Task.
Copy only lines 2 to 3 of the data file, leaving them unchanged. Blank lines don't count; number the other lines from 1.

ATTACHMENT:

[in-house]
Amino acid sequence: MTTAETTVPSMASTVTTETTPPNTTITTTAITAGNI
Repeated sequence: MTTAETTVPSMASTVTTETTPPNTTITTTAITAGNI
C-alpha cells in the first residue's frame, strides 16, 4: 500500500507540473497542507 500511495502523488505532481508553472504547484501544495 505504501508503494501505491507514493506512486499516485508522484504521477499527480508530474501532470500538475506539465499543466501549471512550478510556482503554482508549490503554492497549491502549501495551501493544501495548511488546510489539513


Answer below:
Amino acid sequence: MTTAETTVPSMASTVTTETTPPNTTITTTAITAGNI
Repeated sequence: MTTAETTVPSMASTVTTETTPPNTTITTTAITAGNI